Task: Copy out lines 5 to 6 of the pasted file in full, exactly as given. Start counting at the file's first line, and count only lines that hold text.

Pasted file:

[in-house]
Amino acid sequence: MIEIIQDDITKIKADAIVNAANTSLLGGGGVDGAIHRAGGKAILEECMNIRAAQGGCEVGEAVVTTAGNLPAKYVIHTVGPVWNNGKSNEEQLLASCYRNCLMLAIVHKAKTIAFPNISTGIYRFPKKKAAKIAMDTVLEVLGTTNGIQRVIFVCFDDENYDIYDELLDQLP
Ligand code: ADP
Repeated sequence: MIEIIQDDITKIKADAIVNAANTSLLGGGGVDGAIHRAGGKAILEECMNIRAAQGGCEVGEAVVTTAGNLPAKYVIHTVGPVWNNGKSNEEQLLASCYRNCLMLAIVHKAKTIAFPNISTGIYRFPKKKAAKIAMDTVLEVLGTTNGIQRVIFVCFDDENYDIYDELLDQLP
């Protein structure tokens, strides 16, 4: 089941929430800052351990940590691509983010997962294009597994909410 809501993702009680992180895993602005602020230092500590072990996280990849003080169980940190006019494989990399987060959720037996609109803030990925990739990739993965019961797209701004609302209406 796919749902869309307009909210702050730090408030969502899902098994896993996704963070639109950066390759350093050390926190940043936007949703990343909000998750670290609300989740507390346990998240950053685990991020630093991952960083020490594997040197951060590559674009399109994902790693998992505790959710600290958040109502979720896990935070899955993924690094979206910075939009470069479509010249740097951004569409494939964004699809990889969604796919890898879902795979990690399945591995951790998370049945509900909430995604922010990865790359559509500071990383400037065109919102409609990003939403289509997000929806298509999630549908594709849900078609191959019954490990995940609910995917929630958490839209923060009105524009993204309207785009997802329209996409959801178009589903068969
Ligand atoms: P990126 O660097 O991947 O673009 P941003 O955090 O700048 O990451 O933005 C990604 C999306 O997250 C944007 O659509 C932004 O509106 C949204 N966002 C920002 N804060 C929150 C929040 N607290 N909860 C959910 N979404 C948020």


């Protein structure tokens, strides 16, 4: 089941929430800052351990940590691509983010997962294009597994909410 809501993702009680992180895993602005602020230092500590072990996280990849003080169980940190006019494989990399987060959720037996609109803030990925990739990739993965019961797209701004609302209406 796919749902869309307009909210702050730090408030969502899902098994896993996704963070639109950066390759350093050390926190940043936007949703990343909000998750670290609300989740507390346990998240950053685990991020630093991952960083020490594997040197951060590559674009399109994902790693998992505790959710600290958040109502979720896990935070899955993924690094979206910075939009470069479509010249740097951004569409494939964004699809990889969604796919890898879902795979990690399945591995951790998370049945509900909430995604922010990865790359559509500071990383400037065109919102409609990003939403289509997000929806298509999630549908594709849900078609191959019954490990995940609910995917929630958490839209923060009105524009993204309207785009997802329209996409959801178009589903068969
Ligand atoms: P990126 O660097 O991947 O673009 P941003 O955090 O700048 O990451 O933005 C990604 C999306 O997250 C944007 O659509 C932004 O509106 C949204 N966002 C920002 N804060 C929150 C929040 N607290 N909860 C959910 N979404 C948020």